Mizrahi, meanwhile, travels to the occupied West Bank as a vlogger. His handheld camera footage shows a state-sponsored organic vineyard and an artist residency marketed by the Israeli government to distract from the violence perpetrated against Palestinians. Venerea, on the other hand, turns Jair Bolsonaro’s online provocation on its head, contriving pro-worker and LGBT+ propaganda in an exaggerated manner. Nationalist psyop narratives aside, Ehrenstein’s criticism is on point, and shows how virtual networking can be emancipatory. We won’t reveal any more here: you’ll have to explore Ehrenstein’s immersive space yourself. “The Balkanization of the Cloud” is a politically explosive exhibition that remains accessible and includes comic relief. The artist skilfully links ideas around the fragmentation of the web, the inner-European position of the Balkans and the instrumentalization of social media. Worth it, therefore, to swap virtual reality for some “real virtuality” at Office Impact.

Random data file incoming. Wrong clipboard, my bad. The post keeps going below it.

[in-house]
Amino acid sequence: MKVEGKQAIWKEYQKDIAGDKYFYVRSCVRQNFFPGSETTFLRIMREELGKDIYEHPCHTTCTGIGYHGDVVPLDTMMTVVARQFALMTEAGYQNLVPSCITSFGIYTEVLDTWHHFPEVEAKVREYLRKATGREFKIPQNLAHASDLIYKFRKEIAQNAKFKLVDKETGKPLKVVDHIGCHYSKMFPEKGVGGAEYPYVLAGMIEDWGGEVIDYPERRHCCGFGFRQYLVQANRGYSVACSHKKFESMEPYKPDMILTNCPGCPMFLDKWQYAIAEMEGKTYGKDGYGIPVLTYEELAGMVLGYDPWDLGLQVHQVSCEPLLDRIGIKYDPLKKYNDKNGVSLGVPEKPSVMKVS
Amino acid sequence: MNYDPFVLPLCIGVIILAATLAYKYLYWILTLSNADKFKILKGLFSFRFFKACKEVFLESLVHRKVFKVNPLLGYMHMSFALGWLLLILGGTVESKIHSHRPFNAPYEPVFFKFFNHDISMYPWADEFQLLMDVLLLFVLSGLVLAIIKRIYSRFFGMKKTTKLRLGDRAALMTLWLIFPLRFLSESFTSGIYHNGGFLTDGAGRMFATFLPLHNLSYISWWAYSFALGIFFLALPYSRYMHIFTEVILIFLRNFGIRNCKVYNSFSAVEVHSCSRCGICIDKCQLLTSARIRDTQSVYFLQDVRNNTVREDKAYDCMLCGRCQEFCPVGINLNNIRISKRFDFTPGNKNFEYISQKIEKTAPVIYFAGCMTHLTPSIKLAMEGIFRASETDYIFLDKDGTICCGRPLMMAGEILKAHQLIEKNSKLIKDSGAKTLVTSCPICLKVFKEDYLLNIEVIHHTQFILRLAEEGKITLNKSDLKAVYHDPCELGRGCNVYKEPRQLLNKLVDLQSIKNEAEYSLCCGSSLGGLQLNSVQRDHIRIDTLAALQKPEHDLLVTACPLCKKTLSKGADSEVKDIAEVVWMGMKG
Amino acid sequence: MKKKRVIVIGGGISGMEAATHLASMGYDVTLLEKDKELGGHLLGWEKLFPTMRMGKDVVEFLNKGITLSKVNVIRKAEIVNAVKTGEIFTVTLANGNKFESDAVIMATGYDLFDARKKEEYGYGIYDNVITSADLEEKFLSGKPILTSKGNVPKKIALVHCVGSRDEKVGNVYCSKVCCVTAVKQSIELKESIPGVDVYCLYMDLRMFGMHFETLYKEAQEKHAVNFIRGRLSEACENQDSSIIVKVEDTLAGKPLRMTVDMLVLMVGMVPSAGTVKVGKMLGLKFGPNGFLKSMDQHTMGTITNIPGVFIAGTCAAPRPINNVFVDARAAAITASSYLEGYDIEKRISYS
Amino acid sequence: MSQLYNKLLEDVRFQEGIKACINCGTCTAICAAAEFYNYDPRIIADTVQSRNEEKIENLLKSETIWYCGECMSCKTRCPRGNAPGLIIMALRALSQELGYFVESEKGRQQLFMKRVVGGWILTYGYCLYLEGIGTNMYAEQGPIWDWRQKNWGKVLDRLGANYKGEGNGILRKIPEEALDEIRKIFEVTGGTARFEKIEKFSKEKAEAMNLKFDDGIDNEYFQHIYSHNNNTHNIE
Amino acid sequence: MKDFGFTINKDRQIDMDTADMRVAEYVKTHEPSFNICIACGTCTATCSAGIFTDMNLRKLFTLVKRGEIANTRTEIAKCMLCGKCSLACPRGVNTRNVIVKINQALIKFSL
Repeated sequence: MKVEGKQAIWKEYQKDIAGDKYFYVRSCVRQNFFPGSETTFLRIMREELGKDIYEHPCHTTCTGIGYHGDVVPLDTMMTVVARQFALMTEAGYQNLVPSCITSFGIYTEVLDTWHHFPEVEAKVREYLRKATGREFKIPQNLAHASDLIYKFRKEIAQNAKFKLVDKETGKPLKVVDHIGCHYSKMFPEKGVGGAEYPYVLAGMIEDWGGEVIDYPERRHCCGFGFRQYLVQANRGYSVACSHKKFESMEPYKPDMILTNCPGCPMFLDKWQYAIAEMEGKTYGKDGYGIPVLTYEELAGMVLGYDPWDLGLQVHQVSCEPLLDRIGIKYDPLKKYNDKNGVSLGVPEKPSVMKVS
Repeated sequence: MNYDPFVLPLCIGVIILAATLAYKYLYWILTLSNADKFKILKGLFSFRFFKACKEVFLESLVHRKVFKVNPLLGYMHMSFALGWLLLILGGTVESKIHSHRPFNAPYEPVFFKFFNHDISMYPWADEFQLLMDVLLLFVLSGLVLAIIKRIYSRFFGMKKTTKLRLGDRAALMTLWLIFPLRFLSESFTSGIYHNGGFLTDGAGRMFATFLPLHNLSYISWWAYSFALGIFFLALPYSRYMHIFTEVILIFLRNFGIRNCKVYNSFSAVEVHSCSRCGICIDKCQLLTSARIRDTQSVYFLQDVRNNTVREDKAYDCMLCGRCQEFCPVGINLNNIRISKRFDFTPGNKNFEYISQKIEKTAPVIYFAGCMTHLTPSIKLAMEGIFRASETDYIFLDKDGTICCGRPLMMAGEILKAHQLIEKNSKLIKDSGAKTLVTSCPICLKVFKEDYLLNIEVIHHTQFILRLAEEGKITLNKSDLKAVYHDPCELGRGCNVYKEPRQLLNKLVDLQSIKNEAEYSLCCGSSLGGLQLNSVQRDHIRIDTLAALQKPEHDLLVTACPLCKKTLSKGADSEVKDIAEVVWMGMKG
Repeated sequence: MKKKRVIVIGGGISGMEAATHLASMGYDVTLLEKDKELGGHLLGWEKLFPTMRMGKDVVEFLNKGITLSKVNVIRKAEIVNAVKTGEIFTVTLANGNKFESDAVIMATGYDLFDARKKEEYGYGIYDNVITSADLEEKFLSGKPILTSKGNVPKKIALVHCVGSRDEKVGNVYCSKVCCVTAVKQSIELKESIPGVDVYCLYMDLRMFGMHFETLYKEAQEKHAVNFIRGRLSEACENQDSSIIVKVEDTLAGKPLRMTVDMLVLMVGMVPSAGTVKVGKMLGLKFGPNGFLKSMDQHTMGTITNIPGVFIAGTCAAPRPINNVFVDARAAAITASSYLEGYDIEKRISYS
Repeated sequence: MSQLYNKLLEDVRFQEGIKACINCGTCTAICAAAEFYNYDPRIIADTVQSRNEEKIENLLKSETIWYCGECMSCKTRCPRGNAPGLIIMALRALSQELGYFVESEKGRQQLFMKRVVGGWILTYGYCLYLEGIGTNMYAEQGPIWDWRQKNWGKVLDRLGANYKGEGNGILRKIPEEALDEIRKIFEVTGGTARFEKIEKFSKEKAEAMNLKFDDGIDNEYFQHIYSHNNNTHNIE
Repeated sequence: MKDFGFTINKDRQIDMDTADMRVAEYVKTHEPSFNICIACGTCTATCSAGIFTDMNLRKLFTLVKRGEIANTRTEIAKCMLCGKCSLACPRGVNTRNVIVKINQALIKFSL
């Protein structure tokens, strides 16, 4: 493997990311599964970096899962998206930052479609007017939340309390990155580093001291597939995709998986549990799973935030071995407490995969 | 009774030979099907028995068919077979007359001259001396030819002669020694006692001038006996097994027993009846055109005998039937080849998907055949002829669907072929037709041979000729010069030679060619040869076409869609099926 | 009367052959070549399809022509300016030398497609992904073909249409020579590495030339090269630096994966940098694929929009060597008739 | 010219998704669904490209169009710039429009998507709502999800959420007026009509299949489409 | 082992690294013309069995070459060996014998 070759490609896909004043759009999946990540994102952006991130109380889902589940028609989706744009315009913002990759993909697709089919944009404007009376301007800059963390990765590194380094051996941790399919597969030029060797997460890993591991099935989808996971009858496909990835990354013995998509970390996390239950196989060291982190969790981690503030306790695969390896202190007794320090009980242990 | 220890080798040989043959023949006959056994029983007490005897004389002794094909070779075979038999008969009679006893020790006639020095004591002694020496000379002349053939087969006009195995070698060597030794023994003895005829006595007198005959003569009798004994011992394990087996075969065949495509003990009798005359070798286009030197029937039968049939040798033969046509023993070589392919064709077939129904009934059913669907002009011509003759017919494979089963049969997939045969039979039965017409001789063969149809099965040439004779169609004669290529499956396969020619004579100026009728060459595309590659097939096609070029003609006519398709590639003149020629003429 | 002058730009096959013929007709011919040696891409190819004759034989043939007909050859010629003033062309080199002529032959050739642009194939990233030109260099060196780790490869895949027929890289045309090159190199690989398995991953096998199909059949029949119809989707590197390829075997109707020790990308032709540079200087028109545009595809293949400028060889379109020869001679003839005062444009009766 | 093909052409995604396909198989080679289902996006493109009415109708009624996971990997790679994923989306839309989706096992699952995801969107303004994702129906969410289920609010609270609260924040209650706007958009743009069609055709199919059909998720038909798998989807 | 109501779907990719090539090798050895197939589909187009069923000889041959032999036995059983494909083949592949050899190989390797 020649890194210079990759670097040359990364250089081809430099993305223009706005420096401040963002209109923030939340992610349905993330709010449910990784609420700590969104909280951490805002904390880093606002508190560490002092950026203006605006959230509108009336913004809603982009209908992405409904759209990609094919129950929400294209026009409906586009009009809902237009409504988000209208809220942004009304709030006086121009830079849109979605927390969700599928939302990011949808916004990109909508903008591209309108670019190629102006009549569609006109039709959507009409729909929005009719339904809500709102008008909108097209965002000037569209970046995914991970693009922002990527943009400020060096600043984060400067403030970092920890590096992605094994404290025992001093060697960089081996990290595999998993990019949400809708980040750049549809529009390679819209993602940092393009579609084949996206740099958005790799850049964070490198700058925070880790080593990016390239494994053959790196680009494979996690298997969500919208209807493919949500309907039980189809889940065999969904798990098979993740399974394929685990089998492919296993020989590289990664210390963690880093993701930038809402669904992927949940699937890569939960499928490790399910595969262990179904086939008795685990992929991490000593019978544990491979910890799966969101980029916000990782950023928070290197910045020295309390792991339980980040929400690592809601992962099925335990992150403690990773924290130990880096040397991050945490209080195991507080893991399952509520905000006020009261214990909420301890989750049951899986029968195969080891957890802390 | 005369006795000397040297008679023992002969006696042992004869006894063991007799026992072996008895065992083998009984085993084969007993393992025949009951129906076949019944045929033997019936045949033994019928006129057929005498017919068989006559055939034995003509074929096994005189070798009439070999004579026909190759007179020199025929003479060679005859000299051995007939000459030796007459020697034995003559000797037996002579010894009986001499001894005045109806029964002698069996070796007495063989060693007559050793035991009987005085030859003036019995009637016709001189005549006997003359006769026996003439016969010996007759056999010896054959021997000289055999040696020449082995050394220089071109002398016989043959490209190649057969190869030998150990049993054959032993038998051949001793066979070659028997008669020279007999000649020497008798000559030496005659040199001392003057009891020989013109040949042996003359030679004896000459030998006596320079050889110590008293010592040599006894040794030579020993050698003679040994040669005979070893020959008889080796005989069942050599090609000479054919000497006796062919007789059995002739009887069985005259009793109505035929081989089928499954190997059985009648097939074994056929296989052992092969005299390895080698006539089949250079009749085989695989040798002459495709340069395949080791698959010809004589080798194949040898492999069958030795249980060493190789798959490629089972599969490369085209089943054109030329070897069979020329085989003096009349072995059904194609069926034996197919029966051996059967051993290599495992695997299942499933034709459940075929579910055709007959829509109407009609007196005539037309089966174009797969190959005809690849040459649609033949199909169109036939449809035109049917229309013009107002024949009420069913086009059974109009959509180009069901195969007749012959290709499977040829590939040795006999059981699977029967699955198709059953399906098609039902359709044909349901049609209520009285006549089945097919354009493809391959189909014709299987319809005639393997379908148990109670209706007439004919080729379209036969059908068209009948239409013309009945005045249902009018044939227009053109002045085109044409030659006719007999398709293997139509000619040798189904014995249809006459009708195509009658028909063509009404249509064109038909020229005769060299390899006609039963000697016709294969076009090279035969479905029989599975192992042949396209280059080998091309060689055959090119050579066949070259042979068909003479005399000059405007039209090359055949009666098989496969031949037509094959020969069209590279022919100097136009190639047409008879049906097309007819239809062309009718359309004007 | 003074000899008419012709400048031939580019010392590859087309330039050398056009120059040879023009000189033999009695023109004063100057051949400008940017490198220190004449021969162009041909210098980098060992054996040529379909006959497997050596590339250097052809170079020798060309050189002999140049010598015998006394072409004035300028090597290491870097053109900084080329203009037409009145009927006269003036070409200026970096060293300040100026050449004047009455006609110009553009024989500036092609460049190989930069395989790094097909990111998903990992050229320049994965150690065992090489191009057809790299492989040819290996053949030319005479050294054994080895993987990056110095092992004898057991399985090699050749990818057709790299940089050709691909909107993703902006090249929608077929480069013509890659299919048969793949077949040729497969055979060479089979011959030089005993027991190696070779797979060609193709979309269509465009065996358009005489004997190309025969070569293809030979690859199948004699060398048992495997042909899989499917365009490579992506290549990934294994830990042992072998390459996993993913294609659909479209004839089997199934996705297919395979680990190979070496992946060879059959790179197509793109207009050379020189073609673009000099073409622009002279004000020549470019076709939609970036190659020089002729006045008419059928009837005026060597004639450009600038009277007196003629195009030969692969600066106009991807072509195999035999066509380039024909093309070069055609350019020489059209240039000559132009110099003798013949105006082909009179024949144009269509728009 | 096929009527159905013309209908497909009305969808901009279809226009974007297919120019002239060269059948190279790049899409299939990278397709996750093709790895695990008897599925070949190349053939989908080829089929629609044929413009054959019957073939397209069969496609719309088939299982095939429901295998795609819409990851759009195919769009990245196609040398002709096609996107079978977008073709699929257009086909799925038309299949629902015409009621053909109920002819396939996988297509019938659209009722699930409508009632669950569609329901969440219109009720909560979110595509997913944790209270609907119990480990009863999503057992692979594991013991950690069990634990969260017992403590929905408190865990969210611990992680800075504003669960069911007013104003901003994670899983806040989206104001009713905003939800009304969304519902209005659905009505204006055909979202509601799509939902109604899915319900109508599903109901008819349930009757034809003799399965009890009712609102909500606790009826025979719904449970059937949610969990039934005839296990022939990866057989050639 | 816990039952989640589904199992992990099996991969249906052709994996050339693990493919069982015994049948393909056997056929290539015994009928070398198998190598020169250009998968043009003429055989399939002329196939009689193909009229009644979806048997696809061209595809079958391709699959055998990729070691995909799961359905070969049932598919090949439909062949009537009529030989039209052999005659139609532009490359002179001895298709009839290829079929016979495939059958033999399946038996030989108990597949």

Text: Jil Gieleßen / Photos: Torben Hoeke, Katharina Kritzler & Maritsch

Jil Gieleßen loves memes, hiking, and uncanny valleys. When she’s not writing about art, Gieleßen works at the Boros Collection and as an artist herself in Berlin. In December, her first solo exhibition on social media will open at Gold+Beton in Cologne.

Office Impart, Waldenser Str.2–4, 10551 Berlin–Moabit; map
Wed–Fri 15h–18h and by appointment

The Balkanization of the Cloud by Anna Ehrenstein (15–22.09.2022) 

@office_impart